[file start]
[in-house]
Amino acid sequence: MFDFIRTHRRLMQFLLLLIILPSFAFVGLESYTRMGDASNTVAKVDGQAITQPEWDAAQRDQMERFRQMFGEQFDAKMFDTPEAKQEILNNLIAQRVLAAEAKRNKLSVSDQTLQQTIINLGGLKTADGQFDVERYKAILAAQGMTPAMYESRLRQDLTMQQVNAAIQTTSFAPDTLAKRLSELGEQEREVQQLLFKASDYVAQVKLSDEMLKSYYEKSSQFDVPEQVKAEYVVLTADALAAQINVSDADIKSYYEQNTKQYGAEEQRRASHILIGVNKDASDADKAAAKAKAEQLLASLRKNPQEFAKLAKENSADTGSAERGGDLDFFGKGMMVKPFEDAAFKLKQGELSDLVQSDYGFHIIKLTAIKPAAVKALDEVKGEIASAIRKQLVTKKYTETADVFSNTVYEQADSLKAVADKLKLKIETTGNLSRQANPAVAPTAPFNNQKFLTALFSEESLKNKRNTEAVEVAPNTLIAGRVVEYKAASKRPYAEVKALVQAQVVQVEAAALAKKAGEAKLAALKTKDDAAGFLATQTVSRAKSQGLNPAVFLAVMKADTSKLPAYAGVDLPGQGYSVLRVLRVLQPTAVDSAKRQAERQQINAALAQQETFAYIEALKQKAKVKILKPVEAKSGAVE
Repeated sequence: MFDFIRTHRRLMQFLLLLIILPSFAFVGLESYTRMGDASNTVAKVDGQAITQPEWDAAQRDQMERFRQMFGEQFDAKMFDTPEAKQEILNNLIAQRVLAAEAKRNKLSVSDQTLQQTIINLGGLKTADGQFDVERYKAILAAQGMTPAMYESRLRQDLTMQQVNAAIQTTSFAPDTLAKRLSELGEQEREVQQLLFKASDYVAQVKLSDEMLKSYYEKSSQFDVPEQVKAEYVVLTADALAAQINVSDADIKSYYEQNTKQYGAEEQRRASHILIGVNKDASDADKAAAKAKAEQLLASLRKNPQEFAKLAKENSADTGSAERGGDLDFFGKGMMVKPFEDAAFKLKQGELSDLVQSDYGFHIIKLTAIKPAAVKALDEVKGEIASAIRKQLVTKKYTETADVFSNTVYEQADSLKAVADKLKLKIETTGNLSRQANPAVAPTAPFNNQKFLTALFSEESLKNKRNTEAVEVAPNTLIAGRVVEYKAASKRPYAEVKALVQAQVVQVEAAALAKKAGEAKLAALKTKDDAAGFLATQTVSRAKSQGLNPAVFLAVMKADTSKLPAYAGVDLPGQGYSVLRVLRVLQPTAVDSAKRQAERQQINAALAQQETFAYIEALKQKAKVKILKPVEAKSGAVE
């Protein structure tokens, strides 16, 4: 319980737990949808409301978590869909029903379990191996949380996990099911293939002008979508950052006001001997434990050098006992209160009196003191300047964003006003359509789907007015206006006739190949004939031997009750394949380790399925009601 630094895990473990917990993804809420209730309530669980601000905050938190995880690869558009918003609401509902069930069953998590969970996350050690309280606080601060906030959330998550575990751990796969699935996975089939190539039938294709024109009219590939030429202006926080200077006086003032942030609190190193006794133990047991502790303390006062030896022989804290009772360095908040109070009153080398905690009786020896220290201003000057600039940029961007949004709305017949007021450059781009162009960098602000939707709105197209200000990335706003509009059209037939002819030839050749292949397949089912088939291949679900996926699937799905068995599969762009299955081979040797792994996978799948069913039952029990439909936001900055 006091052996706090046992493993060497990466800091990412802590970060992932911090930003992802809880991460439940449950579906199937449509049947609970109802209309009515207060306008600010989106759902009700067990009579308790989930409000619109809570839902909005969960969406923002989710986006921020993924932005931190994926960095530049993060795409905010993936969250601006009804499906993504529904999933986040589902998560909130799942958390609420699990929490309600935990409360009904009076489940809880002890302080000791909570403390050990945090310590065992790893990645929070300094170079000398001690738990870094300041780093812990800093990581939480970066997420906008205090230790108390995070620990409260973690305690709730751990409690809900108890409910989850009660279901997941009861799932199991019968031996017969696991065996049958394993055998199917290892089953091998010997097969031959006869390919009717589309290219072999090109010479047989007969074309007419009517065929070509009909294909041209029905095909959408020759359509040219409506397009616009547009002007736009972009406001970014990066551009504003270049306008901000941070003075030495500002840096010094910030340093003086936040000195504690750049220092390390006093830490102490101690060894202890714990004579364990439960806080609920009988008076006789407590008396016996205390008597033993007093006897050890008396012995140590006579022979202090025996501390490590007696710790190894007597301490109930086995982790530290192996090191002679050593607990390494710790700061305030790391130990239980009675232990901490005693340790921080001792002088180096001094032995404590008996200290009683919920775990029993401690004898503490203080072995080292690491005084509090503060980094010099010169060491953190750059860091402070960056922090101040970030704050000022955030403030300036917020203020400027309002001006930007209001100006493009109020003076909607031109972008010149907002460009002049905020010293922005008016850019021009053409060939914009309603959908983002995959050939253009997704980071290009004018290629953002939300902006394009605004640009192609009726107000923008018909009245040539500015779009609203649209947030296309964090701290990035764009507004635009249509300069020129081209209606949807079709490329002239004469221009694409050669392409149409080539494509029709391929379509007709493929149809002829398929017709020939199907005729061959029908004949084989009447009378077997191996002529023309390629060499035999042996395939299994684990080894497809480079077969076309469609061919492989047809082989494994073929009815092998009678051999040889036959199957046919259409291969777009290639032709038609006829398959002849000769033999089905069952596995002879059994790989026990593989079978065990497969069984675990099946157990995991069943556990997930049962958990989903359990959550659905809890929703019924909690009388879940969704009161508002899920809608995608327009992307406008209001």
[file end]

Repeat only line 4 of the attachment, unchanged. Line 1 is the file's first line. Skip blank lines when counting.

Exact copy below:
């Protein structure tokens, strides 16, 4: 319980737990949808409301978590869909029903379990191996949380996990099911293939002008979508950052006001001997434990050098006992209160009196003191300047964003006003359509789907007015206006006739190949004939031997009750394949380790399925009601 630094895990473990917990993804809420209730309530669980601000905050938190995880690869558009918003609401509902069930069953998590969970996350050690309280606080601060906030959330998550575990751990796969699935996975089939190539039938294709024109009219590939030429202006926080200077006086003032942030609190190193006794133990047991502790303390006062030896022989804290009772360095908040109070009153080398905690009786020896220290201003000057600039940029961007949004709305017949007021450059781009162009960098602000939707709105197209200000990335706003509009059209037939002819030839050749292949397949089912088939291949679900996926699937799905068995599969762009299955081979040797792994996978799948069913039952029990439909936001900055 006091052996706090046992493993060497990466800091990412802590970060992932911090930003992802809880991460439940449950579906199937449509049947609970109802209309009515207060306008600010989106759902009700067990009579308790989930409000619109809570839902909005969960969406923002989710986006921020993924932005931190994926960095530049993060795409905010993936969250601006009804499906993504529904999933986040589902998560909130799942958390609420699990929490309600935990409360009904009076489940809880002890302080000791909570403390050990945090310590065992790893990645929070300094170079000398001690738990870094300041780093812990800093990581939480970066997420906008205090230790108390995070620990409260973690305690709730751990409690809900108890409910989850009660279901997941009861799932199991019968031996017969696991065996049958394993055998199917290892089953091998010997097969031959006869390919009717589309290219072999090109010479047989007969074309007419009517065929070509009909294909041209029905095909959408020759359509040219409506397009616009547009002007736009972009406001970014990066551009504003270049306008901000941070003075030495500002840096010094910030340093003086936040000195504690750049220092390390006093830490102490101690060894202890714990004579364990439960806080609920009988008076006789407590008396016996205390008597033993007093006897050890008396012995140590006579022979202090025996501390490590007696710790190894007597301490109930086995982790530290192996090191002679050593607990390494710790700061305030790391130990239980009675232990901490005693340790921080001792002088180096001094032995404590008996200290009683919920775990029993401690004898503490203080072995080292690491005084509090503060980094010099010169060491953190750059860091402070960056922090101040970030704050000022955030403030300036917020203020400027309002001006930007209001100006493009109020003076909607031109972008010149907002460009002049905020010293922005008016850019021009053409060939914009309603959908983002995959050939253009997704980071290009004018290629953002939300902006394009605004640009192609009726107000923008018909009245040539500015779009609203649209947030296309964090701290990035764009507004635009249509300069020129081209209606949807079709490329002239004469221009694409050669392409149409080539494509029709391929379509007709493929149809002829398929017709020939199907005729061959029908004949084989009447009378077997191996002529023309390629060499035999042996395939299994684990080894497809480079077969076309469609061919492989047809082989494994073929009815092998009678051999040889036959199957046919259409291969777009290639032709038609006829398959002849000769033999089905069952596995002879059994790989026990593989079978065990497969069984675990099946157990995991069943556990997930049962958990989903359990959550659905809890929703019924909690009388879940969704009161508002899920809608995608327009992307406008209001």